General admission requirements
Students who wish to enrol in a MSc programme at Wageningen University must:
- have a BSc degree (or equivalent) in a field of science relevant to the specific programme selected;
- have a Grade Point Average for the BSc study of at least 7 (or 70% of the maximum of the scale);
- be fluent in English, both written and spoken;
These admission requirements apply to all Wageningen University MSc study programmes. You can find all details at Apply for a Master’s.
Specific admission requirements
Your BSc degree needs to be in a relevant domain. But there are many BSc programmes that have a connection with our MSc programme. For example Biology, Environmental Sciences, other Natural Sciences, Forestry, Agricultural Sciences, Global Sustainability Science, Future Planet Studies, and many more! If your bachelor is related to these domains, there is a big chance that you fulfil this specific admission criteria.
If you are not sure if your BSc degree is relevant, you can contact us at firstname.lastname@example.org The final decision is made by the admission board.
Students with a Social Sciences background
Students with a Social Sciences background (Dutch: Gamma-opleiding) might be admitted to the specialisation Policy and Society without a pre-master's programme on the condition that courses on ecology are part of your free choice.
To register for the MFN programme, please complete the application form and submit it with all necessary documents. The Admission Committee will review your application based on an individual assessment of your academic record (curriculum, grade point average and final thesis report or research paper) and relevant work experience. You will be informed of the Committee's decision by letter.
For more information about applying see the application procedure: Apply for a Master’s.
Are you still in the process of obtaining your bachelor's degree?
If you are currently in the final year of your BSc programme, you can apply for admission to the MFN programme roughly four months prior to graduation. The Admission Committee can provisionally accept you based on a transcript of your academic record, your research and your expected date of graduation. On graduation you have to submit the certificate before the academic year starts.
Starting in February
It is possible to start this Master's in February.
Before you start with the MSc Forest and Nature Conservation (MFN), you will have a meeting with your study advisor. This can be a group meeting with fellow student or an individual meeting. These meetings usually take place during the introduction days, just before the start of your studies. During the meeting, you review your abilities and ambitions and compile your individual MFN programme.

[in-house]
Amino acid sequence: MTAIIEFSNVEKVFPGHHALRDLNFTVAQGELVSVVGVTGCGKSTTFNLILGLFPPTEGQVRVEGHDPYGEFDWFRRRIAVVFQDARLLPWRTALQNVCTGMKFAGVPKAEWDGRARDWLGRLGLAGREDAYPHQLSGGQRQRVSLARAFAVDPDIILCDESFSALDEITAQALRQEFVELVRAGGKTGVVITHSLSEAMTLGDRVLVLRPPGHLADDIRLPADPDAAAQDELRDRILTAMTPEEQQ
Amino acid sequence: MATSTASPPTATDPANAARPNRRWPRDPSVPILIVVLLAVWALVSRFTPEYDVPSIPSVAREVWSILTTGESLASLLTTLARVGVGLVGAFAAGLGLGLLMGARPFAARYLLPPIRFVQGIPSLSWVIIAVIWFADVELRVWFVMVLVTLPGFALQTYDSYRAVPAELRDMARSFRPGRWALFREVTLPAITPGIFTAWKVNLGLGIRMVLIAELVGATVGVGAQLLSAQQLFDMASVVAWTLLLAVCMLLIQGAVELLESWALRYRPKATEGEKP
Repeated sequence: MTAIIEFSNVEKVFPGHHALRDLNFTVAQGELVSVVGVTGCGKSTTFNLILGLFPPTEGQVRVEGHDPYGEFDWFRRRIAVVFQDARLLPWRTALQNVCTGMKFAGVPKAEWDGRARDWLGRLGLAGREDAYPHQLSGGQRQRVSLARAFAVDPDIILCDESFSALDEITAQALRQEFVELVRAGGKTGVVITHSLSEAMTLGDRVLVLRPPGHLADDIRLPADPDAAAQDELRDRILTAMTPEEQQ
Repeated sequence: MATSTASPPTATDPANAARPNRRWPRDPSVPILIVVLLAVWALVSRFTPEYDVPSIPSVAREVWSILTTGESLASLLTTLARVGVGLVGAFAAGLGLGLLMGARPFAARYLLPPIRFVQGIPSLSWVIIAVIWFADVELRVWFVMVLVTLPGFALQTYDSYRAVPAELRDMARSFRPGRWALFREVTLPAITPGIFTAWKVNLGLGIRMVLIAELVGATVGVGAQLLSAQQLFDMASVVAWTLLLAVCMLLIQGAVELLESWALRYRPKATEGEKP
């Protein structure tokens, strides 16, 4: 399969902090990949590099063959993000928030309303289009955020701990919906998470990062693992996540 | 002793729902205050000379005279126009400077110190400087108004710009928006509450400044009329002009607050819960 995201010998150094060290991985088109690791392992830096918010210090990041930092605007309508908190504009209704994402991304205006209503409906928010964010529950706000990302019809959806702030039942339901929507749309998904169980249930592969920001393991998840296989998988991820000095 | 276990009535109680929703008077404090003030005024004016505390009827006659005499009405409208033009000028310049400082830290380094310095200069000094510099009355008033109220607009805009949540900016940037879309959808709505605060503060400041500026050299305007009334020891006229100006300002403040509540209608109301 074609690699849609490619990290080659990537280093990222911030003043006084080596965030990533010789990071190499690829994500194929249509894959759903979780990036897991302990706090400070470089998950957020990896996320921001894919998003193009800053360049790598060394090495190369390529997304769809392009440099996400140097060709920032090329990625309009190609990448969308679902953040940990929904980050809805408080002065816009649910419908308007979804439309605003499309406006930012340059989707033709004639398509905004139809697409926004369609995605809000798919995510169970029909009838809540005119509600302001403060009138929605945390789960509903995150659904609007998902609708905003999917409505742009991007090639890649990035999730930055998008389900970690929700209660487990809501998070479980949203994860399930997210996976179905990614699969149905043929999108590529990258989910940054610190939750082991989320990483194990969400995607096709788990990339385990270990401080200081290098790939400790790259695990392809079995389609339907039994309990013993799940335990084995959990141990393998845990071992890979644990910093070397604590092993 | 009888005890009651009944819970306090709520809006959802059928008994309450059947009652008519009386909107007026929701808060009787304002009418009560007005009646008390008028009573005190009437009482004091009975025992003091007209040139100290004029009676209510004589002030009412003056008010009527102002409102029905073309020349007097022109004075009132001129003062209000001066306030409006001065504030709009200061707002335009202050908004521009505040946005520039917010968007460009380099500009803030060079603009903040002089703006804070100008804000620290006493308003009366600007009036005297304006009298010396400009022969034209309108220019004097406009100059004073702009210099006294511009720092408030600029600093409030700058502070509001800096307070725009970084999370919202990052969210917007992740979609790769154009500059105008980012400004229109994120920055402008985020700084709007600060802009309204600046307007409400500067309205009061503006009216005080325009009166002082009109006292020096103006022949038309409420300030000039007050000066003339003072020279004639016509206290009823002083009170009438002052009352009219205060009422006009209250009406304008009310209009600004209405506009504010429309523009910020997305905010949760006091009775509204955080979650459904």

During your study this programme can always be adapted in consultation with your study adviser.
Tuition fees can vary, depending on for example your nationality and degree.
If you do not completely satisfy all the requirements for the MFN programme, then you may still register if you participate in the so-called ‘Pre-master's programme.’ Together with the study adviser, you determine which courses you have to take in order to bridge your ‘knowledge gap’. These courses are additional to the master's programme, and have to be completed prior to the master's programme.
Wageningen University offers a large number of minors in the first or second semester which can be chosen by students from outside Wageningen during their bachelor's. An overview of the minors can be found via www.minors.wur.nl. Following a minor or a number of courses of a minor can be a good preparation for an MSc and can avoid a pre-master's programme.
There are three minors in the area of Forest and Nature:
- Policies, People and Nature Conservation: In this minor attention is paid to the interaction between man and nature with issues like environmental law, economics, policy, administration and communication.
- Management of Terrestrial Ecosystems: Functioning of forests and natural areas is the main theme of this minor. Understanding nature conservation and preservation is made clear on the basis of the relation between abiotic factors and vegetation, the interaction between wildlife and vegetation, agroforestry ecosystems and forest ecology.
- Forest and Nature Conservation: This minor provides theoretical and practical understanding of the socio-economic and ecological aspects of forests and nature reserves. Also you learn more about the management of these areas. The theory and practice are clarified during field excursions.
It is also possible to compose a tailor-made minor. Please contact the study adviser for more information.
Please note: Some of the courses within the minors mentioned are taught in Dutch. Therefor they are especially interesting for Dutch students.